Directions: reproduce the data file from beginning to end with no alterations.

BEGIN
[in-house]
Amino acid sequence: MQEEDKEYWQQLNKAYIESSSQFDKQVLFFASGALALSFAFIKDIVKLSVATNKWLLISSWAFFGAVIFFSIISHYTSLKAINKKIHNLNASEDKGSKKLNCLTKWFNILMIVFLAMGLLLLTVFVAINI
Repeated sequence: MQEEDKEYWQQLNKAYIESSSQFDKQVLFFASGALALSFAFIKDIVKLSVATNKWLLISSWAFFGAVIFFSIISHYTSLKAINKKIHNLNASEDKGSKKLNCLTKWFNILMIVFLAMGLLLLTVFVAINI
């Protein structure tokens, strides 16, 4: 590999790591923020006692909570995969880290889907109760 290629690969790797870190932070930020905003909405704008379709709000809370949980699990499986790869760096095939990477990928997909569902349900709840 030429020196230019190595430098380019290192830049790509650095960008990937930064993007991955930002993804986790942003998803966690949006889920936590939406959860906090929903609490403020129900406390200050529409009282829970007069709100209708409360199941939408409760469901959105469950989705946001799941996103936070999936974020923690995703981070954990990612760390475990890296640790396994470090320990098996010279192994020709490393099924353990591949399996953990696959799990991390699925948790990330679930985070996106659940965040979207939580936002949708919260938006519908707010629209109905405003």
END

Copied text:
[in-house]
Amino acid sequence: MQEEDKEYWQQLNKAYIESSSQFDKQVLFFASGALALSFAFIKDIVKLSVATNKWLLISSWAFFGAVIFFSIISHYTSLKAINKKIHNLNASEDKGSKKLNCLTKWFNILMIVFLAMGLLLLTVFVAINI
Repeated sequence: MQEEDKEYWQQLNKAYIESSSQFDKQVLFFASGALALSFAFIKDIVKLSVATNKWLLISSWAFFGAVIFFSIISHYTSLKAINKKIHNLNASEDKGSKKLNCLTKWFNILMIVFLAMGLLLLTVFVAINI
């Protein structure tokens, strides 16, 4: 590999790591923020006692909570995969880290889907109760 290629690969790797870190932070930020905003909405704008379709709000809370949980699990499986790869760096095939990477990928997909569902349900709840 030429020196230019190595430098380019290192830049790509650095960008990937930064993007991955930002993804986790942003998803966690949006889920936590939406959860906090929903609490403020129900406390200050529409009282829970007069709100209708409360199941939408409760469901959105469950989705946001799941996103936070999936974020923690995703981070954990990612760390475990890296640790396994470090320990098996010279192994020709490393099924353990591949399996953990696959799990991390699925948790990330679930985070996106659940965040979207939580936002949708919260938006519908707010629209109905405003």